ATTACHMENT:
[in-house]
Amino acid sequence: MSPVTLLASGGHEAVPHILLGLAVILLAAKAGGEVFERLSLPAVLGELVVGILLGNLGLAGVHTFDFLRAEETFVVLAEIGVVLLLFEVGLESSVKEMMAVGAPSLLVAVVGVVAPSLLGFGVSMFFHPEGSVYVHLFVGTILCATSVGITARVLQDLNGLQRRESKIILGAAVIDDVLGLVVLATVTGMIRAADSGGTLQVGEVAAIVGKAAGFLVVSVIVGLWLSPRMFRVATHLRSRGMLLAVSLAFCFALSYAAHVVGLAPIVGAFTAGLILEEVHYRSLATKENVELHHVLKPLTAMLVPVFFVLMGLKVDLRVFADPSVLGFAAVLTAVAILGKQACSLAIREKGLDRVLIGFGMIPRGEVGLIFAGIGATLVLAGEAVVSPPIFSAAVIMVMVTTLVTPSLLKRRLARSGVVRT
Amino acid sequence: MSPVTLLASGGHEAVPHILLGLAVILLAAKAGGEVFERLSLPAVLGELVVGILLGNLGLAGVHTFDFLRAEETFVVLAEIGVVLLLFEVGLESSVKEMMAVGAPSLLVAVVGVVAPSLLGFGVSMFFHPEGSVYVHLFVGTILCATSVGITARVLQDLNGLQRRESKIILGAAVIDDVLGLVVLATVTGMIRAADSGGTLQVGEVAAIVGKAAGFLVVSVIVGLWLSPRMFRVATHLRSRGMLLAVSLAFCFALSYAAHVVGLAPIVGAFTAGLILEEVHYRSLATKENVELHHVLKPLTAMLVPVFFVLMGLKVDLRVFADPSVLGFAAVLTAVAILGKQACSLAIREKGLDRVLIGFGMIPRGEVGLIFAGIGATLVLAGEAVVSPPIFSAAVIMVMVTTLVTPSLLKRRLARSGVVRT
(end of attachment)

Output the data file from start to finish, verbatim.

[in-house]
Amino acid sequence: MSPVTLLASGGHEAVPHILLGLAVILLAAKAGGEVFERLSLPAVLGELVVGILLGNLGLAGVHTFDFLRAEETFVVLAEIGVVLLLFEVGLESSVKEMMAVGAPSLLVAVVGVVAPSLLGFGVSMFFHPEGSVYVHLFVGTILCATSVGITARVLQDLNGLQRRESKIILGAAVIDDVLGLVVLATVTGMIRAADSGGTLQVGEVAAIVGKAAGFLVVSVIVGLWLSPRMFRVATHLRSRGMLLAVSLAFCFALSYAAHVVGLAPIVGAFTAGLILEEVHYRSLATKENVELHHVLKPLTAMLVPVFFVLMGLKVDLRVFADPSVLGFAAVLTAVAILGKQACSLAIREKGLDRVLIGFGMIPRGEVGLIFAGIGATLVLAGEAVVSPPIFSAAVIMVMVTTLVTPSLLKRRLARSGVVRT
Amino acid sequence: MSPVTLLASGGHEAVPHILLGLAVILLAAKAGGEVFERLSLPAVLGELVVGILLGNLGLAGVHTFDFLRAEETFVVLAEIGVVLLLFEVGLESSVKEMMAVGAPSLLVAVVGVVAPSLLGFGVSMFFHPEGSVYVHLFVGTILCATSVGITARVLQDLNGLQRRESKIILGAAVIDDVLGLVVLATVTGMIRAADSGGTLQVGEVAAIVGKAAGFLVVSVIVGLWLSPRMFRVATHLRSRGMLLAVSLAFCFALSYAAHVVGLAPIVGAFTAGLILEEVHYRSLATKENVELHHVLKPLTAMLVPVFFVLMGLKVDLRVFADPSVLGFAAVLTAVAILGKQACSLAIREKGLDRVLIGFGMIPRGEVGLIFAGIGATLVLAGEAVVSPPIFSAAVIMVMVTTLVTPSLLKRRLARSGVVRT